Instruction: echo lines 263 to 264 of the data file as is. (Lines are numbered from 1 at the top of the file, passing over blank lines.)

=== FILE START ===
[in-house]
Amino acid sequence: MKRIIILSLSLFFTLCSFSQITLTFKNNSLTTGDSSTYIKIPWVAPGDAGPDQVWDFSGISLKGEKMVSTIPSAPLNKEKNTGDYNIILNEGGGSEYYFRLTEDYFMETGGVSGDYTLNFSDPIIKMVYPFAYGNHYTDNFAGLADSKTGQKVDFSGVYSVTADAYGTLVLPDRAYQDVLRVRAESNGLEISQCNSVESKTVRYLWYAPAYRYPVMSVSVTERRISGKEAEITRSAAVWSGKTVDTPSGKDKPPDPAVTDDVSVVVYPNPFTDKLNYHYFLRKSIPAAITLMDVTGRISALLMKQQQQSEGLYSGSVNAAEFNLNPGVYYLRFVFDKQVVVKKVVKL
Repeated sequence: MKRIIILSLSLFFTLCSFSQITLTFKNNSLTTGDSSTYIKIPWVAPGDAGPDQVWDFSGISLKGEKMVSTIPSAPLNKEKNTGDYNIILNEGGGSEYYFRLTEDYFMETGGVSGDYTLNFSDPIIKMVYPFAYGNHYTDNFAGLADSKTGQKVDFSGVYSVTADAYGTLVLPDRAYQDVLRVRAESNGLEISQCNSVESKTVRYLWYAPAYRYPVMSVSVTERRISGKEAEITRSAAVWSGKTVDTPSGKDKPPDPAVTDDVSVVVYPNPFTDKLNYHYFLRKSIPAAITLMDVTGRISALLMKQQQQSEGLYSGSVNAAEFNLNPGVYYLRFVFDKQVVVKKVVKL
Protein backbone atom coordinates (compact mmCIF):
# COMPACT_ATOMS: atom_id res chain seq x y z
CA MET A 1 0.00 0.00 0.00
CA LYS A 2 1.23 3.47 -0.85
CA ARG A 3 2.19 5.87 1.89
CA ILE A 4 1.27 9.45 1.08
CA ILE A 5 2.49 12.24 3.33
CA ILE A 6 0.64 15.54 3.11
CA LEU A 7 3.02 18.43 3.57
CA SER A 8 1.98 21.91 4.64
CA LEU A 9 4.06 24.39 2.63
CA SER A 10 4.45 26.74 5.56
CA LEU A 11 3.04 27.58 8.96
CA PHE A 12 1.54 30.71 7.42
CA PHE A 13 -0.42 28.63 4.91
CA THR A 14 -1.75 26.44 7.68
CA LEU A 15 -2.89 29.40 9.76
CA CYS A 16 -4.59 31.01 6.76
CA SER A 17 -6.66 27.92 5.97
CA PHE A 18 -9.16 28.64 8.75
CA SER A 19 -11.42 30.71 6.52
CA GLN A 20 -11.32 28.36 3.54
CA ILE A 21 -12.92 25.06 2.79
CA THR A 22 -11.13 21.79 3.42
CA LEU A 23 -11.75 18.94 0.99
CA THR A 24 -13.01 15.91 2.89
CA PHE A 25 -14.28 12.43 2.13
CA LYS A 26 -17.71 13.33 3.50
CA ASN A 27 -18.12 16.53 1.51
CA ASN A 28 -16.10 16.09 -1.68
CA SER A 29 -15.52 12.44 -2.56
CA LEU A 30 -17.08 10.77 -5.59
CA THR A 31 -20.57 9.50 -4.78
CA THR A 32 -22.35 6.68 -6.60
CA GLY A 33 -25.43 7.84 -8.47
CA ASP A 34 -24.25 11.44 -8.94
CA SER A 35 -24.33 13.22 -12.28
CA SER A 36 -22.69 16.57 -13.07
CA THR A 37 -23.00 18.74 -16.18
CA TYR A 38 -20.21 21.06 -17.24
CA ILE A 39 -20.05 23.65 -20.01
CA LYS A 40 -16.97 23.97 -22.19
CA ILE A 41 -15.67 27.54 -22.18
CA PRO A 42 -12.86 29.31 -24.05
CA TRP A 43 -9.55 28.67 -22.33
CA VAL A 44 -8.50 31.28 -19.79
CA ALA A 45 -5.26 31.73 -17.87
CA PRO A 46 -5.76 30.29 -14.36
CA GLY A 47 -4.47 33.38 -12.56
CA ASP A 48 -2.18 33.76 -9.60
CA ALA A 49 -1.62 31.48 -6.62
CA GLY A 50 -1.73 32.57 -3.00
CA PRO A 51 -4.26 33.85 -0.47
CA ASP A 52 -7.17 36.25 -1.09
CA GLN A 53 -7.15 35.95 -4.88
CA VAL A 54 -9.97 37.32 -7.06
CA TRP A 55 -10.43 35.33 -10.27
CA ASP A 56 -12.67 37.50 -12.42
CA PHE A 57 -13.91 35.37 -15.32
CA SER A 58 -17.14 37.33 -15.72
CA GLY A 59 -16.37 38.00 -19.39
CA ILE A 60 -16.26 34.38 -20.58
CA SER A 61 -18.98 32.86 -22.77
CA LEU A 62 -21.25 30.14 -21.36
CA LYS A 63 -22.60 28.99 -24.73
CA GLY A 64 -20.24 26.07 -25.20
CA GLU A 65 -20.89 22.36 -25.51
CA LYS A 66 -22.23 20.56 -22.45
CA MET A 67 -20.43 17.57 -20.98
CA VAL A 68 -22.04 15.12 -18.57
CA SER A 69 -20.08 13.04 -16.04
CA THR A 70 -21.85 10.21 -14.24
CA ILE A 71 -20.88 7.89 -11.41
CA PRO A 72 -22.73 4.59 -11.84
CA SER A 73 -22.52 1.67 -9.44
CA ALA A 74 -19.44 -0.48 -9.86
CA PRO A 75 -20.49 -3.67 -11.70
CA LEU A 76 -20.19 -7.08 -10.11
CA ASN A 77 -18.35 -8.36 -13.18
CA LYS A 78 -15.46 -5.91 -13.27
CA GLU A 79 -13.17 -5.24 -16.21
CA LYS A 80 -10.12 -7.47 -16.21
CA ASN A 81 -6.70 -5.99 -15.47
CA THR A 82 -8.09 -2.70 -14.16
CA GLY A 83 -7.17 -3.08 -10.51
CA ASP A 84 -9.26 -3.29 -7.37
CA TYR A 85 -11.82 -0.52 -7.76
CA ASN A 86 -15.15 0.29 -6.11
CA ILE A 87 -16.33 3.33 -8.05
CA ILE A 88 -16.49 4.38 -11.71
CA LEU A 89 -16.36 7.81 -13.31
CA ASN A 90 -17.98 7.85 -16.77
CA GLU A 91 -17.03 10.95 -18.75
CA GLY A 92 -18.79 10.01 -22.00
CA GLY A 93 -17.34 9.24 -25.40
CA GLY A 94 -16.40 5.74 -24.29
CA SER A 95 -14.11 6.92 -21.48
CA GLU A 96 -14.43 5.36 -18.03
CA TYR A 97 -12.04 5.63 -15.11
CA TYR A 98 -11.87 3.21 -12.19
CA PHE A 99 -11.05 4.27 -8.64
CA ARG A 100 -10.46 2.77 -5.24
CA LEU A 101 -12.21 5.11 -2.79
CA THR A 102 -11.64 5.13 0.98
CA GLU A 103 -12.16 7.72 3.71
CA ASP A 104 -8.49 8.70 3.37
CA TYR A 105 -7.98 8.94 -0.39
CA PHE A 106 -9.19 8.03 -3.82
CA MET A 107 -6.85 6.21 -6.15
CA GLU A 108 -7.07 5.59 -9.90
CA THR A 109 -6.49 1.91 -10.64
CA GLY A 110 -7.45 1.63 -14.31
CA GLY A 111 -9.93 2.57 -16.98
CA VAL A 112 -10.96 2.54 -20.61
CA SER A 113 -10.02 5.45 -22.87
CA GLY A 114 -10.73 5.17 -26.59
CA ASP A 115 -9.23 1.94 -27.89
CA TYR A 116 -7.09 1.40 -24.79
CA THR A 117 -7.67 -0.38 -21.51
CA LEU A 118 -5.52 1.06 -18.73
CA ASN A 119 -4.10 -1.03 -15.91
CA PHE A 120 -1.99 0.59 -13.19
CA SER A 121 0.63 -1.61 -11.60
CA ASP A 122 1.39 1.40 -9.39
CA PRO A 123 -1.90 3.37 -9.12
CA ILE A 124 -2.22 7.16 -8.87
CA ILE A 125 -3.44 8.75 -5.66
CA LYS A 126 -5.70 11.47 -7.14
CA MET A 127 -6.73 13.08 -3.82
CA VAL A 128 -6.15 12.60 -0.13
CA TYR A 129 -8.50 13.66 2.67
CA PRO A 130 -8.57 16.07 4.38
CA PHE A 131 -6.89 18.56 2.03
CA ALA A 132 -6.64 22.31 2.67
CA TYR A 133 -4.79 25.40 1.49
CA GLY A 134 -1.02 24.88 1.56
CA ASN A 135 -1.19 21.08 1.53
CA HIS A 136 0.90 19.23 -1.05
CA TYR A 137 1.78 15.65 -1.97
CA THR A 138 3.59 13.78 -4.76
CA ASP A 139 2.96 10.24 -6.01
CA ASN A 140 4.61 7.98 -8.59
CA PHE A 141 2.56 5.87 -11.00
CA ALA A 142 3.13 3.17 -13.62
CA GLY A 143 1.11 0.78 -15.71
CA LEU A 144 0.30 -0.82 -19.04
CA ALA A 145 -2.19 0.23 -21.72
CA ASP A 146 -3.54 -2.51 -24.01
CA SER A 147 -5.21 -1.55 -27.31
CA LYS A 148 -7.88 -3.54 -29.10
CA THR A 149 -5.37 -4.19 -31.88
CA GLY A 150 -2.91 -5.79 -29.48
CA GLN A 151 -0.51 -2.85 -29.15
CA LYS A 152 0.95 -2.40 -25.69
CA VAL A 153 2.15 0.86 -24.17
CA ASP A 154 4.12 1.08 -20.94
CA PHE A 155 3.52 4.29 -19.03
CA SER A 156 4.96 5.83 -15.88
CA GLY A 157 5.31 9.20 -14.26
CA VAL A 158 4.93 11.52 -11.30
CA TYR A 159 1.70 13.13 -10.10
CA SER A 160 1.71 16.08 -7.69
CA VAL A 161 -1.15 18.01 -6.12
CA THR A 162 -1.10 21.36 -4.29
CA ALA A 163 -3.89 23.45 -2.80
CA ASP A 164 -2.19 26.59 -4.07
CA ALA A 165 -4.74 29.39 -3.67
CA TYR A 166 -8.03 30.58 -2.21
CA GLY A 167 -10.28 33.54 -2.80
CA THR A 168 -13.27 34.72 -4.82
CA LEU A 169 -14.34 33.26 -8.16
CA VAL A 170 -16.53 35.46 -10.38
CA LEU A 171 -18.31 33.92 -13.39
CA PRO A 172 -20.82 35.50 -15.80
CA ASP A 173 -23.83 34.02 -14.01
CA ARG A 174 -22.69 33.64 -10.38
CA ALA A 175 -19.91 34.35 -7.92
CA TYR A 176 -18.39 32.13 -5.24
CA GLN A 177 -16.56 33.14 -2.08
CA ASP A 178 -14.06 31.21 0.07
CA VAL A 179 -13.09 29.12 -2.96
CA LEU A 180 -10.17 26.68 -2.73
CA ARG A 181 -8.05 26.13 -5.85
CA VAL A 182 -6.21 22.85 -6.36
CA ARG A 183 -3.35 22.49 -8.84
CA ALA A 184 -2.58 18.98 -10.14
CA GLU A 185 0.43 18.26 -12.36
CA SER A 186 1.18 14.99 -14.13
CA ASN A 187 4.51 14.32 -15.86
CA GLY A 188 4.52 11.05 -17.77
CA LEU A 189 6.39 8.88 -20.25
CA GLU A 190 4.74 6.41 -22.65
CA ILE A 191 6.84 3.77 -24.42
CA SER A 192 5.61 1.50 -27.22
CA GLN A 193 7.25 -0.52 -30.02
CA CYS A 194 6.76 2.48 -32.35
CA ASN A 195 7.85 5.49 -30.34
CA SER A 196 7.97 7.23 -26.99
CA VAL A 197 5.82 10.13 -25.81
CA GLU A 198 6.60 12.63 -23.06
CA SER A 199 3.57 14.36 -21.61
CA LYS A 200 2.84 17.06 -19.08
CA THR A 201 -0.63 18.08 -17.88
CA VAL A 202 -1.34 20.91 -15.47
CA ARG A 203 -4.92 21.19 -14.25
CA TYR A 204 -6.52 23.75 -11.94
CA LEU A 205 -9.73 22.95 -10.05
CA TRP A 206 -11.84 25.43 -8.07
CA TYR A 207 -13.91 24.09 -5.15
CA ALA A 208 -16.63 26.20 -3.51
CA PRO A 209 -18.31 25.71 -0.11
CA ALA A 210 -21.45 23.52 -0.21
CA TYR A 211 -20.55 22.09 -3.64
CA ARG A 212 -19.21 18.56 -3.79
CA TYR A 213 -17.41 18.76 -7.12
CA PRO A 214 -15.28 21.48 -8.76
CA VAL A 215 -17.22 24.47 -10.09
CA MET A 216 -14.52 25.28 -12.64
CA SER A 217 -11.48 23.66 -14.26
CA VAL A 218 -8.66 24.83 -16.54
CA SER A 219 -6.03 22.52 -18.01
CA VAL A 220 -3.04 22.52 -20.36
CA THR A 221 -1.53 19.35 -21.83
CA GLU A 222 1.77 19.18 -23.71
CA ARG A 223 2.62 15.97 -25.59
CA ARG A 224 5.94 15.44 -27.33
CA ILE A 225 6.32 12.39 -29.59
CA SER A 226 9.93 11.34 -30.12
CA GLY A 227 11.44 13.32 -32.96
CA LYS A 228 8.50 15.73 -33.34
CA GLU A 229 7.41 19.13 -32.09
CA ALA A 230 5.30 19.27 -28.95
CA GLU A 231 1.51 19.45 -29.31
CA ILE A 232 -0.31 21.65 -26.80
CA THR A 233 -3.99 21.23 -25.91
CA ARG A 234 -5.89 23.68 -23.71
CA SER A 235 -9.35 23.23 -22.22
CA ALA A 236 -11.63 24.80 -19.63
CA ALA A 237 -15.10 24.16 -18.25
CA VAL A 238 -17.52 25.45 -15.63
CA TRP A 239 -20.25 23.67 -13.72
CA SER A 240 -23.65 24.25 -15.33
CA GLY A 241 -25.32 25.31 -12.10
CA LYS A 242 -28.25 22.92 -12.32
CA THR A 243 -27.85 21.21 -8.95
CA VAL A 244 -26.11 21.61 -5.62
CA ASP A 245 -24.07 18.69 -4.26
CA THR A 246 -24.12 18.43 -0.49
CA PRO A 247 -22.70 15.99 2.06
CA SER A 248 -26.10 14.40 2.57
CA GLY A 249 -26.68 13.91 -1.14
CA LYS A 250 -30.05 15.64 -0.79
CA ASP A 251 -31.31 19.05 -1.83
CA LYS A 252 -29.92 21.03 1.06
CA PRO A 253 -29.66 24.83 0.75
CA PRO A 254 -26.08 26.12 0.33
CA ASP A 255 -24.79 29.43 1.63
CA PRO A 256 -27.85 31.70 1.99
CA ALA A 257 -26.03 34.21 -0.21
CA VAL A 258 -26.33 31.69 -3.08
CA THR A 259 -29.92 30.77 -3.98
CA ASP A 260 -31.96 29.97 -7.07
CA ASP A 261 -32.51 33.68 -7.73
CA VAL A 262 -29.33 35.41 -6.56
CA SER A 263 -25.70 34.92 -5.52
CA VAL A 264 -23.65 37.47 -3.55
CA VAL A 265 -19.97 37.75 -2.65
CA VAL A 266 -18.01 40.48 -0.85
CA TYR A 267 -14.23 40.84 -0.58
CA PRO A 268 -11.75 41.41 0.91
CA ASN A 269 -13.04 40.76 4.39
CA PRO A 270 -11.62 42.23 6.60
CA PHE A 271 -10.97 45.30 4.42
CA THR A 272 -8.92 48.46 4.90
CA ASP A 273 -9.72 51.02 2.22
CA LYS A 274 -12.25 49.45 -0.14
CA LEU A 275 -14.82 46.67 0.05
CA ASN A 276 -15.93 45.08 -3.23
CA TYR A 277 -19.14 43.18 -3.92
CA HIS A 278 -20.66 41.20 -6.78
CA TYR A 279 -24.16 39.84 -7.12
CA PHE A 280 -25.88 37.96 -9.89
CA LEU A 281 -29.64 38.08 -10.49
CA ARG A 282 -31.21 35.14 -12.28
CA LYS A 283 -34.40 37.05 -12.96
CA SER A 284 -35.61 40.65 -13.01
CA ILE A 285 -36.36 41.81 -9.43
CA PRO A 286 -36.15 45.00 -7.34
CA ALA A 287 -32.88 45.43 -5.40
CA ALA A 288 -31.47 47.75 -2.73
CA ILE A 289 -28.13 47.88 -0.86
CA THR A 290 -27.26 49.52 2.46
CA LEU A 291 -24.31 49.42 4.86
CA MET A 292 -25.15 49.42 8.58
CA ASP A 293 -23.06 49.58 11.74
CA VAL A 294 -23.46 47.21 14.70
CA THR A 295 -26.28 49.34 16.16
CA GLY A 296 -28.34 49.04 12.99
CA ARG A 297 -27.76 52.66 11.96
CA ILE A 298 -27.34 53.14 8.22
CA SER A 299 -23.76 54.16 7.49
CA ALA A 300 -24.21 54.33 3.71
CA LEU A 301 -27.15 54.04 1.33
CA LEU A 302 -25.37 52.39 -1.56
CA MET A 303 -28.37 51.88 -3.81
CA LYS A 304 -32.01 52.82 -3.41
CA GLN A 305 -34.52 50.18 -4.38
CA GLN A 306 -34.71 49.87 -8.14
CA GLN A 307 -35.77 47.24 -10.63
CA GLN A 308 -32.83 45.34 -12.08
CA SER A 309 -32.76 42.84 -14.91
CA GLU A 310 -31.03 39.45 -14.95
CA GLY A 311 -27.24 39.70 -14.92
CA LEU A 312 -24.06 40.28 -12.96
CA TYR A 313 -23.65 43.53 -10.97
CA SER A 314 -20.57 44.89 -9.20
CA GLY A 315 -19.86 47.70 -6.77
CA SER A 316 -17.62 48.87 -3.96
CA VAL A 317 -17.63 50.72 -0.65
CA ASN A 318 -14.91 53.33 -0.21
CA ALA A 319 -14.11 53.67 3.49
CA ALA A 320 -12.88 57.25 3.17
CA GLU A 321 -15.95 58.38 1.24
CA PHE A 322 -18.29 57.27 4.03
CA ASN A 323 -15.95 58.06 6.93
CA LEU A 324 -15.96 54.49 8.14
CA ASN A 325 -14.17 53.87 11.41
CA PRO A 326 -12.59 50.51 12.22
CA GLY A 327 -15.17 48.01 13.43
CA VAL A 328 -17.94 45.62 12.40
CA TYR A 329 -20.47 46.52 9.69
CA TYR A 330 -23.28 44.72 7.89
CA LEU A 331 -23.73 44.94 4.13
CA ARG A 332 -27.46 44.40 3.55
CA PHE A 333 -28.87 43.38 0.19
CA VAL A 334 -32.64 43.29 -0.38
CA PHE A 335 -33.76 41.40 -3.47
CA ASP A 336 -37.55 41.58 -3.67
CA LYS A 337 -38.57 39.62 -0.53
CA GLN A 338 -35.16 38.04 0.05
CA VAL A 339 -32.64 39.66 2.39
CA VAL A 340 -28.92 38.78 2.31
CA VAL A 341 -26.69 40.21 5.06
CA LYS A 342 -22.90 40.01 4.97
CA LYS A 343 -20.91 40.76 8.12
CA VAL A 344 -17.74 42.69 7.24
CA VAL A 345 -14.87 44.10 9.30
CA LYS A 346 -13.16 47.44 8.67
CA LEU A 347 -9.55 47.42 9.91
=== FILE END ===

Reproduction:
CA VAL A 258 -26.33 31.69 -3.08
CA THR A 259 -29.92 30.77 -3.98